Cruz has spent the closing days of the Iowa campaign focused intensely on Marco Rubio, trying to ensure the Florida senator doesn’t inch into second place. Rubio is viewed by many Republicans as a more mainstream alternative to Trump and Cruz, though he’ll need to stay competitive in Iowa in order to maintain his viability.

Republican presidential candidate Ted Cruz speaks during a campaign event in Des Moines, Iowa. Photo by Carlos Barria/Reuters

Republican presidential candidate Ted Cruz speaks during a campaign event in Des Moines, Iowa. Photo by Carlos Barria/Reuters

Rubio, who traditionally lashed back at the attacks, adopted the same reflective tone as many of his rivals, telling NBC that Cruz “has a very strong ground game.” He diminished the attacks against him as “politics as usual.”

The campaigns were anxiously keeping an eye on the weather. A snowfall forecast to start Monday night appeared more likely to hinder the hopefuls in their rush out of Iowa than the voters. Republican John Kasich already had decamped to New Hampshire, with New Jersey Gov. Chris Christie and former Florida Gov. Jeb Bush following behind Monday afternoon, hours before the caucuses start.

The trio of governors has had a light footprint in Iowa, banking instead on strong showings in New Hampshire’s Feb. 9 primary to jumpstart their White House bids. Yet some Republican leaders worry that if Trump or Cruz pull off a big victory in Iowa, it would be difficult to slow their momentum.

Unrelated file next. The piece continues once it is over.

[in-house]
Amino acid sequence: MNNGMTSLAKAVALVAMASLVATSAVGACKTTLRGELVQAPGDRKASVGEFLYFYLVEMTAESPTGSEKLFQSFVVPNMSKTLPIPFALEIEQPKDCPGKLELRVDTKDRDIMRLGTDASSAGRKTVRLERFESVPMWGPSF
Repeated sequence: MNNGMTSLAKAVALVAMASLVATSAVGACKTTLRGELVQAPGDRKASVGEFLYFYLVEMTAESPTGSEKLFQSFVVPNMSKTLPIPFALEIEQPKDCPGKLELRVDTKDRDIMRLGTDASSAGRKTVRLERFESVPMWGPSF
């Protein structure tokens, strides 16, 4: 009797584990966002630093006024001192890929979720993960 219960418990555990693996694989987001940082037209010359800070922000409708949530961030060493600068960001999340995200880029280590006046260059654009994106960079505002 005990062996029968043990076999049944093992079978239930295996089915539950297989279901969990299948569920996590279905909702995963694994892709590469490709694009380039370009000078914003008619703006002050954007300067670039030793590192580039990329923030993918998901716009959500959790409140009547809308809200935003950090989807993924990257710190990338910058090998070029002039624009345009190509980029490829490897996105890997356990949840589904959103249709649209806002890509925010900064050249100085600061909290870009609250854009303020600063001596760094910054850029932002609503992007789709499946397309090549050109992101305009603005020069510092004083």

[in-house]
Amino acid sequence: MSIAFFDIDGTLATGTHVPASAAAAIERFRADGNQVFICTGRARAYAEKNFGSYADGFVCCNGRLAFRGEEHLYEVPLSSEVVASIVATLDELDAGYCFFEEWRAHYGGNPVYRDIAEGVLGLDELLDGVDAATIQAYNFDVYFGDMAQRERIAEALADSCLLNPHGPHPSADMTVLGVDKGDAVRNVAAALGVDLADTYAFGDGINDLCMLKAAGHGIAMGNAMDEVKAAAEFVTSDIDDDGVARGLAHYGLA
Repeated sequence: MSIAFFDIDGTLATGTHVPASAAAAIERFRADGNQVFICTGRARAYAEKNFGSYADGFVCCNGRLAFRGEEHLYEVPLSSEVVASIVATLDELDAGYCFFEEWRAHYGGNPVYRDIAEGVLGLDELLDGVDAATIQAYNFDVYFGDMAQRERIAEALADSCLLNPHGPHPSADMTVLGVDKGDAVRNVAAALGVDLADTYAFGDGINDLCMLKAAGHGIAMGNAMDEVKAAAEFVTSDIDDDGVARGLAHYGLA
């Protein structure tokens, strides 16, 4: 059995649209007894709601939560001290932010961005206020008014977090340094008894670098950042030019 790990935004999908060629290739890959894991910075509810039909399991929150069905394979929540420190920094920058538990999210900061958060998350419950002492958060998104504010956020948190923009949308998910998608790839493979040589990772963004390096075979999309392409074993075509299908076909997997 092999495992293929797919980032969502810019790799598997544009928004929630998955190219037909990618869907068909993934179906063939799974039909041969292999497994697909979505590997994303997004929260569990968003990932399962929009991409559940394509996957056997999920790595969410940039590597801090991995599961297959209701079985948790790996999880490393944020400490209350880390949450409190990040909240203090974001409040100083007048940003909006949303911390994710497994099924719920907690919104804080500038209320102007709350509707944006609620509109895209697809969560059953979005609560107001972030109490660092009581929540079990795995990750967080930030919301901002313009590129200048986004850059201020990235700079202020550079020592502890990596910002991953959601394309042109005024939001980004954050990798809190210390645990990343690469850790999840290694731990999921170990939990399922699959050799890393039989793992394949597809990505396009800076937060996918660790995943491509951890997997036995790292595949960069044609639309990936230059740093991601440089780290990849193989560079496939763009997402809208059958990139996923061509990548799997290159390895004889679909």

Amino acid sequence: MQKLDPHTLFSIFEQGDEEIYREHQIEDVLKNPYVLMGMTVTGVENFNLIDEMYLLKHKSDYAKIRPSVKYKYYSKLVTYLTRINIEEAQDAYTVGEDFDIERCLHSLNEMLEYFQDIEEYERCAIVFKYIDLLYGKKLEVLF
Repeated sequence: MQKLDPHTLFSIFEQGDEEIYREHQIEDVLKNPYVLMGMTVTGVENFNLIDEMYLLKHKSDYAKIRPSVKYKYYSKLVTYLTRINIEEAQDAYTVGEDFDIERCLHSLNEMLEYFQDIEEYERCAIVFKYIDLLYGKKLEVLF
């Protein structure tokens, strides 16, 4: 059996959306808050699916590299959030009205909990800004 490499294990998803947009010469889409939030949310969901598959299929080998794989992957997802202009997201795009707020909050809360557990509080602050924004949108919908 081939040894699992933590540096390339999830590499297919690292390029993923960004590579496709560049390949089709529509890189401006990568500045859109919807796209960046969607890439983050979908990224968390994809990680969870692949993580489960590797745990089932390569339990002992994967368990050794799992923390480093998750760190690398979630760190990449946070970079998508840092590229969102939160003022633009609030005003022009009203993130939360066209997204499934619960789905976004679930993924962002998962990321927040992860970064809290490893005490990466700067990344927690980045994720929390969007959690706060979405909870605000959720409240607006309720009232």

Bush, for example, started the year as a fundraising juggernaut. But according to records released Sunday, both his super PAC and campaign fundraising declined significantly in the later months of 2015 as he struggled to keep up with Trump.

Unlike in primaries, where voters can cast their ballots throughout the day, the caucuses begin across Iowa at 7 p.m. CST. Democrats will gather at 1,100 locations and Republicans at nearly 900 spots.


Turnout was expected to be high. The Iowa Republican Party expected GOP turnout to top the previous record of 120,000 people in 2012. Democrats also expect a strong turnout, though not nearly as large as the record-setting 240,000 people who caucused in the 2008 contest between Clinton, Barack Obama and John Edwards.

Iowa has decidedly mixed results in picking the parties’ eventual nominees. The past two Republican caucus winners — former Arkansas Gov. Mike Huckabee and former Pennsylvania Sen. Rick Santorum — faded as the race stretched on. But Obama’s unexpected 2008 victory was instrumental in his path to the nomination, easing the anxieties of those who worried the young black senator would struggle to win white voters.

While both parties caucus on the same night, they do so with different rules.

Republicans vote by private ballot. The state’s 30 Republican delegates are awarded proportionally based on the stateside vote.

Democrats take a more interactive approach, with voters forming groups and publicly declaring their support for a candidate. If the number of people in any group is fewer than 15 percent of the total, they can either choose not to participate or can join another viable candidate’s group.

Those numbers are awarded proportionately, based on statewide and congressional district voting, as Iowa Democrats determine their 44 delegates to the national convention.

Pace reported from Washington. Associated Press writers Lisa Lerer, Scott McFetridge and Scott Bauer contributed to this report.